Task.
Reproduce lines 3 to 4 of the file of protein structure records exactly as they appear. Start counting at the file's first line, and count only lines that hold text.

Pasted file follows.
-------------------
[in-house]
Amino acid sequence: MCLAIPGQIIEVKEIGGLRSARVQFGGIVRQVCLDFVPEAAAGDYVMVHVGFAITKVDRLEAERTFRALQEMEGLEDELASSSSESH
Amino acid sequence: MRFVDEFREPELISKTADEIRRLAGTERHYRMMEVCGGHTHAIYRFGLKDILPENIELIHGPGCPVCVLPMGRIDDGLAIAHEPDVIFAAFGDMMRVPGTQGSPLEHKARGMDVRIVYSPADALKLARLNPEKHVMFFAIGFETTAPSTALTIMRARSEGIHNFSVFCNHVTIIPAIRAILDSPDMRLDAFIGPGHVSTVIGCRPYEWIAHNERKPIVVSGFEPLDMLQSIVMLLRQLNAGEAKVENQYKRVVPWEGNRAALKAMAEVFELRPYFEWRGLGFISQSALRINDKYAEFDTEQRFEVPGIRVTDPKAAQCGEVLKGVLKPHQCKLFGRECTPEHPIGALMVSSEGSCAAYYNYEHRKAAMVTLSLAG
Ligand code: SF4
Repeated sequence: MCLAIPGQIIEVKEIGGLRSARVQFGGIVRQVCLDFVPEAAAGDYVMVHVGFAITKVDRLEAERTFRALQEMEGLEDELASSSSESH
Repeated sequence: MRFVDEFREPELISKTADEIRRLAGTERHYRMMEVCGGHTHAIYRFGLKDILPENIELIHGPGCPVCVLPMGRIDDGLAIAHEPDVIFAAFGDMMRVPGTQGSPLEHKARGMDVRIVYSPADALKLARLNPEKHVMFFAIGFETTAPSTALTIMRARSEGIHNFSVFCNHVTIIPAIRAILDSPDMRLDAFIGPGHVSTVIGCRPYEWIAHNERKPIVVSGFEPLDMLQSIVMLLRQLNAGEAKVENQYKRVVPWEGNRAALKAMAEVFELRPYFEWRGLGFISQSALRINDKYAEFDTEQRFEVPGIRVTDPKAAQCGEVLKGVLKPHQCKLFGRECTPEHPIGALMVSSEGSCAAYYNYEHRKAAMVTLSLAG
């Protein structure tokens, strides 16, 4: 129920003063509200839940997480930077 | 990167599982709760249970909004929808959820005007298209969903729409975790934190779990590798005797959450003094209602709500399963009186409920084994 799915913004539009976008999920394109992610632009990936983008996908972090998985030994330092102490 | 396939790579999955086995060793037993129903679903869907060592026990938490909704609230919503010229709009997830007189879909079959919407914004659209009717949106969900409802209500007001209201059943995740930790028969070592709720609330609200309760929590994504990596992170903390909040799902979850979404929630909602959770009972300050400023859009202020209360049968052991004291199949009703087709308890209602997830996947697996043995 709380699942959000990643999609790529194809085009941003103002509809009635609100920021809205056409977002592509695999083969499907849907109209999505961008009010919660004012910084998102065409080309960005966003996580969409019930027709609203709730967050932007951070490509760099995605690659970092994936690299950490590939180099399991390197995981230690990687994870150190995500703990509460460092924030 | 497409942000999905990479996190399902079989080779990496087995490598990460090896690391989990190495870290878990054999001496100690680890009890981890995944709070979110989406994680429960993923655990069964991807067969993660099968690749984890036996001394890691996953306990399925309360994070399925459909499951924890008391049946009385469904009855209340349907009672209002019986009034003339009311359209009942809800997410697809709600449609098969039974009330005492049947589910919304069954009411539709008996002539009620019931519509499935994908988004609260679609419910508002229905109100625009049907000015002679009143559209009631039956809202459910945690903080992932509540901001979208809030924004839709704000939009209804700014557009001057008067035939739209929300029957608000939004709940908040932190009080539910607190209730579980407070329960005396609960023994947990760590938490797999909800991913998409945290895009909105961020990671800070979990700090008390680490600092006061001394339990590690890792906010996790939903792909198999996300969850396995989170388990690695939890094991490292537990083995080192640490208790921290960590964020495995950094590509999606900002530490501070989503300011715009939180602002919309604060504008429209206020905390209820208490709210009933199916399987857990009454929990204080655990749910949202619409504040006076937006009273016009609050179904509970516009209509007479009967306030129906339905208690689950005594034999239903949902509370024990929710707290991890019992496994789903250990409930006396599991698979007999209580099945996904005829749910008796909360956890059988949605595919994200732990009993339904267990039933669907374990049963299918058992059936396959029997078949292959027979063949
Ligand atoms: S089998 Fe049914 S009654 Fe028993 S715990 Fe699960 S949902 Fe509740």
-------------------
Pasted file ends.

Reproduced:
Amino acid sequence: MRFVDEFREPELISKTADEIRRLAGTERHYRMMEVCGGHTHAIYRFGLKDILPENIELIHGPGCPVCVLPMGRIDDGLAIAHEPDVIFAAFGDMMRVPGTQGSPLEHKARGMDVRIVYSPADALKLARLNPEKHVMFFAIGFETTAPSTALTIMRARSEGIHNFSVFCNHVTIIPAIRAILDSPDMRLDAFIGPGHVSTVIGCRPYEWIAHNERKPIVVSGFEPLDMLQSIVMLLRQLNAGEAKVENQYKRVVPWEGNRAALKAMAEVFELRPYFEWRGLGFISQSALRINDKYAEFDTEQRFEVPGIRVTDPKAAQCGEVLKGVLKPHQCKLFGRECTPEHPIGALMVSSEGSCAAYYNYEHRKAAMVTLSLAG
Ligand code: SF4